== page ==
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JD expresses frustration over CMA’s ruling to sell Footasylum

The CMA concluded that with less than 5% of the market, Footasylum is not subject to the same competitive pressures and discipline from Nike and adidas DTC that affects the remaining 95%+ of the market

JD Sports Fashion Plc has expressed its frustration after the announcement earlier today from the Competition and Markets Authority (CMA) that it must sell Footasylum Limited.

It claimed this is “the first time ever” that the CMA (including its predecessors) has decided to block or remedy a deal between competitors where it found that there will be no “substantial lessening of competition” in relation to the acquiring business.  

According to JD, given the “critical areas” in which the CMA agrees with the retailer and the fundamental change in its conclusion between the two inquiries, the decision to prohibit the acquisition “defies logic”.

According to the CMA, it concluded that market developments have resulted in Footasylum becoming a “weaker constraint” and other competitors becoming stronger and more JD Sports customers now consider Nike, Foot Locker and Adidas as their alternatives than they do Footasylum.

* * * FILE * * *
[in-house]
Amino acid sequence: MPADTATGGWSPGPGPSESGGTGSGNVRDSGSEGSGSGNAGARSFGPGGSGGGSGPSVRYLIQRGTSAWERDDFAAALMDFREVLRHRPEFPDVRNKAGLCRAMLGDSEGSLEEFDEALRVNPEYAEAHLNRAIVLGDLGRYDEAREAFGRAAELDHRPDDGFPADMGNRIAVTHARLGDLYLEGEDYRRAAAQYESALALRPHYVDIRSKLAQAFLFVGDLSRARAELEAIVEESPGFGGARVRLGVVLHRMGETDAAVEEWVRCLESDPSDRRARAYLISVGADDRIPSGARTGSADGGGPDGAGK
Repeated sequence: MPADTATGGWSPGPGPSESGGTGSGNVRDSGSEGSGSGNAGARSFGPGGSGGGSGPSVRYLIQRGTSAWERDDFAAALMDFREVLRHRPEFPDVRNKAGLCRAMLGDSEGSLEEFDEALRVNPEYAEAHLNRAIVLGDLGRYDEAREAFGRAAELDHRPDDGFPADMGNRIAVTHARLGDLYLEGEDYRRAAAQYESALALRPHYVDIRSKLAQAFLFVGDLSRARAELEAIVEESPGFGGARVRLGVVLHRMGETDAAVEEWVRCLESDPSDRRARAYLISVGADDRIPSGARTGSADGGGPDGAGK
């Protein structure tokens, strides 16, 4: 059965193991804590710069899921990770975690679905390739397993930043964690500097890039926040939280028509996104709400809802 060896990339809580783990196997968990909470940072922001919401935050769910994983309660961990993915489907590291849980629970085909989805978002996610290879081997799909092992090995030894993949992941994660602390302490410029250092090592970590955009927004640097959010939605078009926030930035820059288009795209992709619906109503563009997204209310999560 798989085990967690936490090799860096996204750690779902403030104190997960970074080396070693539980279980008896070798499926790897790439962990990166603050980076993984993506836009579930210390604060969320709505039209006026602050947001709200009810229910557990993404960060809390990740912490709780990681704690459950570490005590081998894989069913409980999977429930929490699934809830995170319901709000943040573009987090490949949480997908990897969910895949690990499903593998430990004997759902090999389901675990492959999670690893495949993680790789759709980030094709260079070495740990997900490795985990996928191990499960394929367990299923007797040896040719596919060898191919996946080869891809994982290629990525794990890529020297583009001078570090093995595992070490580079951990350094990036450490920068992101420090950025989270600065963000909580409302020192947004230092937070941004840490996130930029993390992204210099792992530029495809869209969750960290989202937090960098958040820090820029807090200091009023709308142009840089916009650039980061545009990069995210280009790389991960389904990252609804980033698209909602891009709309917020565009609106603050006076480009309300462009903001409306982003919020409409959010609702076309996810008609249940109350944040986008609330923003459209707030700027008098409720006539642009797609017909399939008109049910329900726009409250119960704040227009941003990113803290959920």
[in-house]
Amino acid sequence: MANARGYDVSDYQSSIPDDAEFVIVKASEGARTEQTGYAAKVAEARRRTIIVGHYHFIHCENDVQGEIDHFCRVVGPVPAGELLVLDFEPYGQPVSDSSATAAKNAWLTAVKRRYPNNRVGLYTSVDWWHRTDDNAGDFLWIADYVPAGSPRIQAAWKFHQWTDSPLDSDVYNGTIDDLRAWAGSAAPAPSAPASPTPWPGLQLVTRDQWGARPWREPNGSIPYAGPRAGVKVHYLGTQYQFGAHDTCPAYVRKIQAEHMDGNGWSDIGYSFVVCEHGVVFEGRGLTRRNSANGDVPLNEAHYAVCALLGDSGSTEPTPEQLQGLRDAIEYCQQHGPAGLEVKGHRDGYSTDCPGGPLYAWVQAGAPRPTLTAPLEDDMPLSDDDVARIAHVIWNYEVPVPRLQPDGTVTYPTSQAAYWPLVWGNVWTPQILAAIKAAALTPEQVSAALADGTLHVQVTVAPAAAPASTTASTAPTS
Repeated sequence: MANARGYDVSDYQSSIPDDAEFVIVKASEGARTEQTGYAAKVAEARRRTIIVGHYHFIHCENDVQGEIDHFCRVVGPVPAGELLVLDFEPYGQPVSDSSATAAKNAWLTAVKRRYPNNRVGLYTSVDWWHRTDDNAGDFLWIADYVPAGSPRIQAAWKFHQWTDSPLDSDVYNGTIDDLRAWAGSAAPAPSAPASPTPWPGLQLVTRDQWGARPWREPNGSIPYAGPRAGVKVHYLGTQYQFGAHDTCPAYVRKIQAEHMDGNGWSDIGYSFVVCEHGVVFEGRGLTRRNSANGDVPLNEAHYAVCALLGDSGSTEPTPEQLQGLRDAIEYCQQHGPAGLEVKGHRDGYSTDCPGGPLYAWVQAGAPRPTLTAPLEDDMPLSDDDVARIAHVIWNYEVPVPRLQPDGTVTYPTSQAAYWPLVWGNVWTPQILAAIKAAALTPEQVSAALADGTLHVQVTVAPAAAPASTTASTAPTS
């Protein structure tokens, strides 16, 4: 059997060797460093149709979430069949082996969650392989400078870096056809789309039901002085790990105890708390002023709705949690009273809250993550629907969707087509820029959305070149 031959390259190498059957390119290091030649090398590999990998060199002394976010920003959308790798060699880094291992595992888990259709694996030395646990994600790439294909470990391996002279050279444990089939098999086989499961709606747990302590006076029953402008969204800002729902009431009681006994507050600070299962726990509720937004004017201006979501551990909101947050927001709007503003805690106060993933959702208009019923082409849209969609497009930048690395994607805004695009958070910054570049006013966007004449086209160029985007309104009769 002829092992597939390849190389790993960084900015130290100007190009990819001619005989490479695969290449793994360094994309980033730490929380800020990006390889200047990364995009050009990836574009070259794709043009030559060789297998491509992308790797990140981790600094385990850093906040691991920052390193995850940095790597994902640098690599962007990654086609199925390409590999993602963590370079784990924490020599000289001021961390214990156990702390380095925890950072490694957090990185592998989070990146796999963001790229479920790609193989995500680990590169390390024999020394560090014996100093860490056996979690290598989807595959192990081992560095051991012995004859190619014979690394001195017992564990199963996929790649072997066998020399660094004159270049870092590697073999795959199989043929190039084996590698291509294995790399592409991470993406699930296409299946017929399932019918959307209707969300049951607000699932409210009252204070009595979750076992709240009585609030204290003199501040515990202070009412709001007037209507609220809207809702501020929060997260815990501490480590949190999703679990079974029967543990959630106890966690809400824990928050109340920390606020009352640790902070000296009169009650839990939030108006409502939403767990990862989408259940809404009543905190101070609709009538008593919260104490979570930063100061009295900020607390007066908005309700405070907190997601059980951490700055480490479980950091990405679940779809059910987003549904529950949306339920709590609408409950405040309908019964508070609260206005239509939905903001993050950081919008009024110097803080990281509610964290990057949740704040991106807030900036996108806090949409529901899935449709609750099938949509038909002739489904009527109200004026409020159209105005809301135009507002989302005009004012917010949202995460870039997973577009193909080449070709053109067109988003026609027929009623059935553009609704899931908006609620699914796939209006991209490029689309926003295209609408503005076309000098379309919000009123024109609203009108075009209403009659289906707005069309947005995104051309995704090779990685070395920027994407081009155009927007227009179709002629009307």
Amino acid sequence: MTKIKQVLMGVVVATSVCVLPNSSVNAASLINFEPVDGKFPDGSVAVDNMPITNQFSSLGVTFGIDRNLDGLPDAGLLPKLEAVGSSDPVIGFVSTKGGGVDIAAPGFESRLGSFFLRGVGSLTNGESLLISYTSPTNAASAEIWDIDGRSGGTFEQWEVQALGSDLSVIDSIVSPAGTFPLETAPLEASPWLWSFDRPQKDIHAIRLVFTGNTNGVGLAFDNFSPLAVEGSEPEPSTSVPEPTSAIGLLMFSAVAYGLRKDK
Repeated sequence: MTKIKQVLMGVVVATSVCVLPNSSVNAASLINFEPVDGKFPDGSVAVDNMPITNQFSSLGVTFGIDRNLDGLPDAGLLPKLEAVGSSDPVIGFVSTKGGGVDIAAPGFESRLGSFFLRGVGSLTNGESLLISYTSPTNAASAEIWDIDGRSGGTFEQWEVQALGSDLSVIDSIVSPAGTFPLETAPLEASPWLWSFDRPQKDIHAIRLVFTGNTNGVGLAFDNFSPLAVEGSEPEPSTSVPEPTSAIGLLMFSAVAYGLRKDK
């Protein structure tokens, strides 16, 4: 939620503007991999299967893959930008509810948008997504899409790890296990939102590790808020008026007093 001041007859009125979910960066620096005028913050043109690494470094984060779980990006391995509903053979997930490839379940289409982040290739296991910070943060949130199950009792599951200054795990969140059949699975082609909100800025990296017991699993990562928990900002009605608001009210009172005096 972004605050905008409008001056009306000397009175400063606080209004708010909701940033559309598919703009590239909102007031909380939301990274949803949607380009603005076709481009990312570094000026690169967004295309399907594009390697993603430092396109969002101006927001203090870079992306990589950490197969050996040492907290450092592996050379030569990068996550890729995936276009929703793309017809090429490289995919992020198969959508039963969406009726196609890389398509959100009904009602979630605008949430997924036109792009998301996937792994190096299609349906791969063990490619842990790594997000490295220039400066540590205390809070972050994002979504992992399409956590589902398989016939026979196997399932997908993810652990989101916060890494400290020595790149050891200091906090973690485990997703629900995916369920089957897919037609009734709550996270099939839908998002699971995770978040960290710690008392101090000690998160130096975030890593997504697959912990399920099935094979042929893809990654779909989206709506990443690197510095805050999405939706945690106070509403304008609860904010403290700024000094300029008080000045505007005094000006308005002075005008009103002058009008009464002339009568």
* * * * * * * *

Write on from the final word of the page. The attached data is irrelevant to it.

JD will no longer be able to invest in and improve Footasylum’s customer proposition, “as it has always intended to do”.

Kip Meek, chair of the CMA inquiry group, said: “The UK boasts a thriving sports fashion market and today’s decision reflects our commitment to keeping it that way. We strongly believe shoppers could suffer if Footasylum stopped having to compete with JD Sports. It is likely they would pay more for less choice, worse service and lower quality.

“The evidence we have analysed shows that JD Sports and Footasylum are adapting well to market conditions and would continue to be profitable should the merger not go ahead. As separate, rival entities, these companies can continue to compete for shoppers online and as they return to the high street.”

Peter Cowgill, executive chairman of JD Sports Fashion Plc, added: “The CMA has somehow concluded that the competitive threat from DTC does not extend to Footasylum and that JD would have an incentive to worsen the offer in Footasylum to the detriment of both consumers and suppliers. We would suggest that the CMA is in a minority of one in reaching this conclusion.

“Overall, the CMA’s decision today continues to be inexplicable to anyone who understands what difference the pandemic has made to UK retail and how competition and the supply chain in our markets actually work. It is deeply troubling at a time when the UK high street has been seriously damaged already and is vulnerable to further closures.”

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